David Wax Museum: Electric Artifacts Tour
217 E Houston St.
New York, NY, 10002
Doors 6:30 PM
This event is 21 and over
David Wax Museum
DAVID WAX MUSEUM’S ‘ELECTRIC ARTIFACTS’ TOUR
CELEBRATING TEN YEARS OF MUSIC MAKING, AND THEIR 1000TH SHOW
This fall, with their two young children in tow, Mexo-Americana pioneers David Wax
Museum will embark on the “Electric Artifacts” tour – celebrating their 10th anniversary as a band, and featuring their 1000th show.
The Electric Artifacts tour spans ten cities and explores the roots of David Wax Museum. Beginning with a series of house shows in Washington, DC that feature duo performances from David Wax & Suz Slezak, the tour explores many of the markets that helped propel the band to the national stage over the past decade. With full band shows, featuring a horn section, the tour winds its way from current hometown Charlottesville, to their previous hometowns of Northampton and Boston, with stops along the way in Baltimore, Thomas WV, Philadelphia, Saratoga Springs, and New York City. The 1000th show of their career will be a secret show on September 22, at a location to be announced.
The roots of David Wax Museum stretch back nearly a decade, and all the way from New England to Mexico. As a student at Harvard, Wax began traveling south of the border to study and immerse himself in the country's traditional music and culture. Back in Boston, he met fiddler/singer Suz Slezak, whose love of traditional American and Irish folk music fused with Wax's Mexo-Americana into a singular, energetic blend that captivated audiences and critics alike. Their 2010 breakout performance at the Newport Folk Festival made them the most talked-about band of the weekend, with NPR hailing them as "pure, irresistible joy." They released a trio of albums that earned escalating raves everywhere from SPIN and Entertainment Weekly (who described them as sounding "like Andrew Bird with a Mexican folk bent") to the New York Times and The Guardian (which dubbed the music "global crossover at its best"). They earned an invitation to return to Newport, this time on the main stage, as well as dates supporting The Avett Brothers, The Carolina Chocolate Drops, Buena Vista Social Club, and more.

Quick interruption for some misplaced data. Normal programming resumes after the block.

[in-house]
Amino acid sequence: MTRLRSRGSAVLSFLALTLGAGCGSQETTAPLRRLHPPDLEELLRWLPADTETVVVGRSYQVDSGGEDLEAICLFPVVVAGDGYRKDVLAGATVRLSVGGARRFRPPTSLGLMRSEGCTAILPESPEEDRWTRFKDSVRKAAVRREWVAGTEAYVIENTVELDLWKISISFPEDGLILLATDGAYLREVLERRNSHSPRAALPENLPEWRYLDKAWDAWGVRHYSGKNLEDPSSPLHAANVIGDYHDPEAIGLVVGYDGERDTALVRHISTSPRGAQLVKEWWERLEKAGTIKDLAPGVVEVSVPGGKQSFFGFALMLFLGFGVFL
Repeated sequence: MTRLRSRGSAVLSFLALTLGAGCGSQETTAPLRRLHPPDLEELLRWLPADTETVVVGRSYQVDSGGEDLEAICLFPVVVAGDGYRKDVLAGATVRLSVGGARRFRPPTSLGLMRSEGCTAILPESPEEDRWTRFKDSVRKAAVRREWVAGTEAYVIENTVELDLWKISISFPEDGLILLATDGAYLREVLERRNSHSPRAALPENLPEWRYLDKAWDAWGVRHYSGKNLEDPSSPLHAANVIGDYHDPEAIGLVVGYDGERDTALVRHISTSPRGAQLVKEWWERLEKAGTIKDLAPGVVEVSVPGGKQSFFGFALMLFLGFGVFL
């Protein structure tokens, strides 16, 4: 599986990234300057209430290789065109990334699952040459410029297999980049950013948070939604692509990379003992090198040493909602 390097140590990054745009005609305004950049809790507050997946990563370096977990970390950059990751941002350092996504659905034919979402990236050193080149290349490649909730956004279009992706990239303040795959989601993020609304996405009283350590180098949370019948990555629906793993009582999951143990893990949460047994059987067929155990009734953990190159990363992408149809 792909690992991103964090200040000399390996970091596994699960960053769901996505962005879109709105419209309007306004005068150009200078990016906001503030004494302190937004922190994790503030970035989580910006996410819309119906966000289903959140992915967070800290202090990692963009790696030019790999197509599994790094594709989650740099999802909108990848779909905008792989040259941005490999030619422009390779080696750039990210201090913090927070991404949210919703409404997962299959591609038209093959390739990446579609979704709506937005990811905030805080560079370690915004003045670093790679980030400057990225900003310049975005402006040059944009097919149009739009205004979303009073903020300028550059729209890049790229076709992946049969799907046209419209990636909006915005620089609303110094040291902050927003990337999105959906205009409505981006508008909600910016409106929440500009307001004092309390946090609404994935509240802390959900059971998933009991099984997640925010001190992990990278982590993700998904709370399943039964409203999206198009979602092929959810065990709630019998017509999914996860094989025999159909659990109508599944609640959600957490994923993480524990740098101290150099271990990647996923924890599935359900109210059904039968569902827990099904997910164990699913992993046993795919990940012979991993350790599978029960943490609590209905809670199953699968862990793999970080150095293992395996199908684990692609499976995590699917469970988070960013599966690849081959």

It was on the road over these past few years as the band and audiences grew, though, that Wax could feel their exuberant live show evolving beyond its formative roots.
"I felt empowered to start the band because of my time in Mexico studying folk music," Wax explains. "In Boston, the term 'Americana' or 'folk' was just this catchall to describe what everyone was doing. It was helpful to use that to talk about our music at first, but we've found that our hearts feel most shaken, and the band fires on all cylinders, when we're putting on a rock show. What we've tried to retain about our folk origins is the warm sound of people playing acoustic instruments together in a
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